Delahaye 135MS Figoni et Falaschi: The Most Beautiful Historic Car In India?
Images: Makarand Baokar
Founded by Emile Delahaye in 1894, Delahaye found itself stronger in the truck market in the 1920s than cars. So Delahaye’s boss, Charles Weiffenbach, commissioned a 29-year-old engineer Jean Francois to design a series of sporty cars. Launched at the 1935 Salon de Paris, the six-cylinder Delahaye 135 began making headlines soon by placing second in the ’36 Monte Carlo Rally. A win at the ’36 Marseille Grand Prix, followed by a second, third, fourth and a fifth at the French Grand Prix of the same year, and an overall win at the ’37 Monte Carlo Rally sealed the reputation of the Delahaye 135 as a true sporting legend. One of the 135’s biggest assets were the low-slung chassis that made it a popular choice for the French coachbuilders to work their art on, allowing for some of the most extraordinary automotive forms ever, and making many of the Delahaye 135’s the most beautiful cars ever made.
Arguably, the most beautiful was a pale pink and orange Delahaye unveiled at the Figoni et Falaschi stand at the ’36 Salon de Paris. Based on the shorter 2.7 metres long Competition chassis, the flowing Delahaye 135 became the star of the show. Four days after the show, a 25-year-old Prince Aly Khan purchased it. Repainted a somber black and registered 1111 RK6 the car stayed on in Paris where Aly Khan had a residence. Subsequently the body of this car disappeared, though the chassis is very much extant, with American collector Peter Mullin (who also owns the Mullin Automotive Museum). Over the next year-and-a-half – till mid-1938 that is – Figoni et Falaschi had orders for seven more cars based on the same design, though no two cars were identical.
The ninth car in the series was ordered by Paul Jourde, a Frenchman with a passion for India. (Jourde was also a family friend of Joseph Figoni’s, with the latter taking refuge in Jourde’s estates Château de Branféré, in Bretagne, during the German occupation of France). Jourde ordered the first of the 135 Competition versions of the standard wheelbase (2.95 metres) chassis: painted the same red as the V12-engined Delahaye 165 that had starred at the 1938 edition of the Salon de Paris, the car (chassis # 49150) was shipped off to India. (This car, beautifully restored, is also with Peter Mullin, after being smuggled out of India in the 1980s).
The year after, in 1939, Paul Jourde bought another similar car, the tenth in the series, but it was extra special in being a 135 MS. Standing for Modifie Speciale, the 135 MS was the definitive version of Delahaye’s signature chassis. It had the potential for 160 km/h performance which made it one of the fastest cars in the world then. The Delahaye 135 MS, chassis # 60217, was also painted the very same red of the other car that Jourde had bought the year earlier, and this car too was shipped off to India. And this is the car that you see on this page.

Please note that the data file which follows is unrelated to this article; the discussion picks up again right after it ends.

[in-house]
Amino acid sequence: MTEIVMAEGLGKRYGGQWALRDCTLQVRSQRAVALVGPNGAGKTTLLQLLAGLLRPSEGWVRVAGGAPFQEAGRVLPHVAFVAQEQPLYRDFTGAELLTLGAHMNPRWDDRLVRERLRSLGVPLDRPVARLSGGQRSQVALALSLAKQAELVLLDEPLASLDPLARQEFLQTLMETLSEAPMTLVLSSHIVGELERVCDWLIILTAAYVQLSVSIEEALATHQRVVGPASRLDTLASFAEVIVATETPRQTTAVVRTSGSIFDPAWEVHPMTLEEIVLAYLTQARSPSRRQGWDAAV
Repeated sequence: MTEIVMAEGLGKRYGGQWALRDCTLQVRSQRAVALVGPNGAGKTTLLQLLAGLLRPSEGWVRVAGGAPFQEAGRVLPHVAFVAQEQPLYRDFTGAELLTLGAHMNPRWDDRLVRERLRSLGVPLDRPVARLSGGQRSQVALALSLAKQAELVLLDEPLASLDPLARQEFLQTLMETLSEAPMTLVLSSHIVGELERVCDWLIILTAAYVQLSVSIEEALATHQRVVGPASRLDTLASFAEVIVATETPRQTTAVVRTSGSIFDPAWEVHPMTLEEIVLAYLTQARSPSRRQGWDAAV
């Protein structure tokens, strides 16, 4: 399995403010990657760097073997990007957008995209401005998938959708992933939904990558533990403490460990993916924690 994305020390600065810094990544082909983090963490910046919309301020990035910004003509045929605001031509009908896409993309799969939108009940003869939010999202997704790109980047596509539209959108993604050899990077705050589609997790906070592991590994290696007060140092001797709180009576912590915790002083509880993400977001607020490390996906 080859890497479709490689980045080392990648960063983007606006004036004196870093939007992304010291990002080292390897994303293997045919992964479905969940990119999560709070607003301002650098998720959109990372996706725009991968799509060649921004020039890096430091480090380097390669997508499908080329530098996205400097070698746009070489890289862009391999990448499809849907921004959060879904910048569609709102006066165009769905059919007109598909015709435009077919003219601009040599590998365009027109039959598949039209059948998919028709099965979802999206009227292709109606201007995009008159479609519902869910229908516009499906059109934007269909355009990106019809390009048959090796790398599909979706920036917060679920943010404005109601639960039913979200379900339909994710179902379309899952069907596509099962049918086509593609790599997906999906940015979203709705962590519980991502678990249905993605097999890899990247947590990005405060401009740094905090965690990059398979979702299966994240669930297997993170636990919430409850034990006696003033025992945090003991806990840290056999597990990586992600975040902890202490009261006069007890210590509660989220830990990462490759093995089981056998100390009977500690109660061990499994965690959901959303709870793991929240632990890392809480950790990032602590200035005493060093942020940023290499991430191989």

It is not very clear who Jourde sold the car to, though it could have been the Raja of Akalkot, Vijayasinhrao Fatehsinhrao III. “It was bought new, as far as I have been told, by the Raja Saheb of Akalkot,” explains Wasif Ahmed, an enthusiast from Hyderabad, who knows the family that was very much implicated in the somewhat convoluted story of this car’s early history, “who, in turn, sold the Delahaye to the late Nawab Zaheer Yar Jung, Ameer-e-Paigah, from Hyderabad. From him, it was bought by the late Nawab Ahmed Yar Jung (my mother’s brother) also from the Paigah family, in Hyderabad.”
Apparently, it was exchanged with a 1939 Ford Woody and Rs 10,000 in cash, around 1946. As Nawab Ahmed Yar Jung and Nawab Zaheer Yar Jung were cousins anyway, the transaction was on the phone, and Zaheer Yar Jung had his driver take the car over immediately. The Delahaye then was a light turquoise blue, with a black top, and the steering wheel and the unusual gear knob on the dash were ivory coloured. The car was a show stopper right from the start, and Nawab Ahmed Yar Jung used to say, “When I went to see a movie at Plaza Cinema, the public would come out and just stare at the car”.
The car was sent for the repair of its hood’s lining to Bombay in 1948 or so. That was about the time of the ‘police action’ in Hyderabad, and the situation was very uncertain. Prince Basalath Jah, the Nizam of Hyderabad’s brother, was returning to Hyderabad with his entourage, and Nawab Ahmed Yar Jung requested him to have his Delahaye accompany him. He told the Nawab that he could only guarantee a safe passage till Sholapur, and after that anything could happen. Nawab Ahmed Yar Jung decided to let the car remain in Bombay. It was then that Maharaja Hanwant Singh of Jodhpur picked it up for a then princely sum of Rs 23,000.
Maharaja Hanwant Singh bought the car from Bachhoo Motors, where it had been left, and gifted it to his younger brother Maharaj Himmat Singh soon before he died (on January 26, 1952). In 1965, Himmat Singh exchanged cars with his younger brother Dalip Singh, with the latter getting the Delahaye in exchange for a Willys Jeep! And that’s how Maharaj Dalip Singh came to own a Delahaye 135MS Figoni et Falaschi, one of 11 ever made and one of the five that are surviving today.
More than half a century later, this magnificent Delahaye remains with Dalip Singh. By 2005 the car’s paint was fading and had started to crack too, so the Delahaye received a re-spray in the same bright red. Winning the ‘Best of Show’ award at the very first edition of the Cartier concours d’elegance, from 2008, confirmed that this Delahaye is, arguably, the most beautiful historic car in India.
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